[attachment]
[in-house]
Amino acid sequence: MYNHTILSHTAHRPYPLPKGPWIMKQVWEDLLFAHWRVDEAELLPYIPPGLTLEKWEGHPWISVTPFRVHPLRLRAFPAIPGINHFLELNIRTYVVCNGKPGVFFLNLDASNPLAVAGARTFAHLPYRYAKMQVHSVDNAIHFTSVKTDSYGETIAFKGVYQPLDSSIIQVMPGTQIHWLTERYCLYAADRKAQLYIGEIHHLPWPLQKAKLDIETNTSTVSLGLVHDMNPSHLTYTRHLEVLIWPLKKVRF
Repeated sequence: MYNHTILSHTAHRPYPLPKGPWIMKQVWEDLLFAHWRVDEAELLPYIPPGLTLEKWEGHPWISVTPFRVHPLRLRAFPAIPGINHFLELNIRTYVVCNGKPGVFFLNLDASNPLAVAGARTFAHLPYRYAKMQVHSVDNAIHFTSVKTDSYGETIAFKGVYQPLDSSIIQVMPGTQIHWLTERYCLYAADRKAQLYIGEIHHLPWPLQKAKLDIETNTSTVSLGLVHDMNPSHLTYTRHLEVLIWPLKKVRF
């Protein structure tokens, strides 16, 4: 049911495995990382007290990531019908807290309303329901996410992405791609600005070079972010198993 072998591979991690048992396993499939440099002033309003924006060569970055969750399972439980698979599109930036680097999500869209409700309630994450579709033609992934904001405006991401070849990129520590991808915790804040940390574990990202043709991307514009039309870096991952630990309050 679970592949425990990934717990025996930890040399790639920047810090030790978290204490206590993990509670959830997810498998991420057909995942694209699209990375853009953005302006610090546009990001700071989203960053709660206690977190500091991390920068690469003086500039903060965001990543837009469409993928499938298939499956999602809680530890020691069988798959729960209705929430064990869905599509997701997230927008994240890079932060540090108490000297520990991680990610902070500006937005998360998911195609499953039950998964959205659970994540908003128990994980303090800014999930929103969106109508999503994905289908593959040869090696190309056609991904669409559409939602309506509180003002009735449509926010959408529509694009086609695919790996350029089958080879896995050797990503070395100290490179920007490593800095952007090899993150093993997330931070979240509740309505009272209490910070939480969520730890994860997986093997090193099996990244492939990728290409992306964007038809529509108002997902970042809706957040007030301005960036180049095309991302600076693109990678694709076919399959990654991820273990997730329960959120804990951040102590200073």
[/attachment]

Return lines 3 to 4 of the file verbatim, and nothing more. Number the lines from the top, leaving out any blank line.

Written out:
Repeated sequence: MYNHTILSHTAHRPYPLPKGPWIMKQVWEDLLFAHWRVDEAELLPYIPPGLTLEKWEGHPWISVTPFRVHPLRLRAFPAIPGINHFLELNIRTYVVCNGKPGVFFLNLDASNPLAVAGARTFAHLPYRYAKMQVHSVDNAIHFTSVKTDSYGETIAFKGVYQPLDSSIIQVMPGTQIHWLTERYCLYAADRKAQLYIGEIHHLPWPLQKAKLDIETNTSTVSLGLVHDMNPSHLTYTRHLEVLIWPLKKVRF
């Protein structure tokens, strides 16, 4: 049911495995990382007290990531019908807290309303329901996410992405791609600005070079972010198993 072998591979991690048992396993499939440099002033309003924006060569970055969750399972439980698979599109930036680097999500869209409700309630994450579709033609992934904001405006991401070849990129520590991808915790804040940390574990990202043709991307514009039309870096991952630990309050 679970592949425990990934717990025996930890040399790639920047810090030790978290204490206590993990509670959830997810498998991420057909995942694209699209990375853009953005302006610090546009990001700071989203960053709660206690977190500091991390920068690469003086500039903060965001990543837009469409993928499938298939499956999602809680530890020691069988798959729960209705929430064990869905599509997701997230927008994240890079932060540090108490000297520990991680990610902070500006937005998360998911195609499953039950998964959205659970994540908003128990994980303090800014999930929103969106109508999503994905289908593959040869090696190309056609991904669409559409939602309506509180003002009735449509926010959408529509694009086609695919790996350029089958080879896995050797990503070395100290490179920007490593800095952007090899993150093993997330931070979240509740309505009272209490910070939480969520730890994860997986093997090193099996990244492939990728290409992306964007038809529509108002997902970042809706957040007030301005960036180049095309991302600076693109990678694709076919399959990654991820273990997730329960959120804990951040102590200073």